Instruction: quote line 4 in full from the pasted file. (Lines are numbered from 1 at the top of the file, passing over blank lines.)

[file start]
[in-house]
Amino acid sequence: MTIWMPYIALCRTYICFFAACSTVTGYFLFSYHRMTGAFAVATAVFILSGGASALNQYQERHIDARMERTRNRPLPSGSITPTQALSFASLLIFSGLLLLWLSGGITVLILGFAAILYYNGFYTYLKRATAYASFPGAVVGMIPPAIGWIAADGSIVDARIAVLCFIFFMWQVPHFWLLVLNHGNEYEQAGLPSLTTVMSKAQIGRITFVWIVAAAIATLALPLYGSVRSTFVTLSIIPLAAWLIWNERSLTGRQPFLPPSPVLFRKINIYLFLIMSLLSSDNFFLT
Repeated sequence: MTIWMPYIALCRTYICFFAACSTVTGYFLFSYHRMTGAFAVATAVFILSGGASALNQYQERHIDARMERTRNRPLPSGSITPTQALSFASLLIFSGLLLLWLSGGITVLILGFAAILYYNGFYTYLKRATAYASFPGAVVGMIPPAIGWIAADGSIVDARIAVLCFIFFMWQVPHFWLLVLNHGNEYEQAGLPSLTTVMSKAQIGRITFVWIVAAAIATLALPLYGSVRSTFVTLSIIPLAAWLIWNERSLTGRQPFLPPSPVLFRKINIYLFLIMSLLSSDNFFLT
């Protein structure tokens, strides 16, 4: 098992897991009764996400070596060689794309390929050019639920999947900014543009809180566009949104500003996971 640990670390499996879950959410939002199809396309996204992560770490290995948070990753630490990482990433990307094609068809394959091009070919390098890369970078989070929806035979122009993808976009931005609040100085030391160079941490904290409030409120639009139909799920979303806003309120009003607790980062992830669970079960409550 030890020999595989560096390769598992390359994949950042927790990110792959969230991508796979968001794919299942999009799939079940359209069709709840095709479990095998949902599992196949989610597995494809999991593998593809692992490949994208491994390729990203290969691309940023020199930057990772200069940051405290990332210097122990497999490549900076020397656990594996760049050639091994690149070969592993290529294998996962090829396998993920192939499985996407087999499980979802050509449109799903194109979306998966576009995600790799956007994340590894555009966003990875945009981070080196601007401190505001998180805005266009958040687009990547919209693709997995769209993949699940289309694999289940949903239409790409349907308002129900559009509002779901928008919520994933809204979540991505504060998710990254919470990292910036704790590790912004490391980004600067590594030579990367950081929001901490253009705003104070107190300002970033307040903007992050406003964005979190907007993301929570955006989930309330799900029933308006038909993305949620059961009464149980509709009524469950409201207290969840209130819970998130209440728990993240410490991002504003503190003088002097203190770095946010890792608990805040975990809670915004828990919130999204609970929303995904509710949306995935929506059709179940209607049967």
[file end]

């Protein structure tokens, strides 16, 4: 098992897991009764996400070596060689794309390929050019639920999947900014543009809180566009949104500003996971 640990670390499996879950959410939002199809396309996204992560770490290995948070990753630490990482990433990307094609068809394959091009070919390098890369970078989070929806035979122009993808976009931005609040100085030391160079941490904290409030409120639009139909799920979303806003309120009003607790980062992830669970079960409550 030890020999595989560096390769598992390359994949950042927790990110792959969230991508796979968001794919299942999009799939079940359209069709709840095709479990095998949902599992196949989610597995494809999991593998593809692992490949994208491994390729990203290969691309940023020199930057990772200069940051405290990332210097122990497999490549900076020397656990594996760049050639091994690149070969592993290529294998996962090829396998993920192939499985996407087999499980979802050509449109799903194109979306998966576009995600790799956007994340590894555009966003990875945009981070080196601007401190505001998180805005266009958040687009990547919209693709997995769209993949699940289309694999289940949903239409790409349907308002129900559009509002779901928008919520994933809204979540991505504060998710990254919470990292910036704790590790912004490391980004600067590594030579990367950081929001901490253009705003104070107190300002970033307040903007992050406003964005979190907007993301929570955006989930309330799900029933308006038909993305949620059961009464149980509709009524469950409201207290969840209130819970998130209440728990993240410490991002504003503190003088002097203190770095946010890792608990805040975990809670915004828990919130999204609970929303995904509710949306995935929506059709179940209607049967």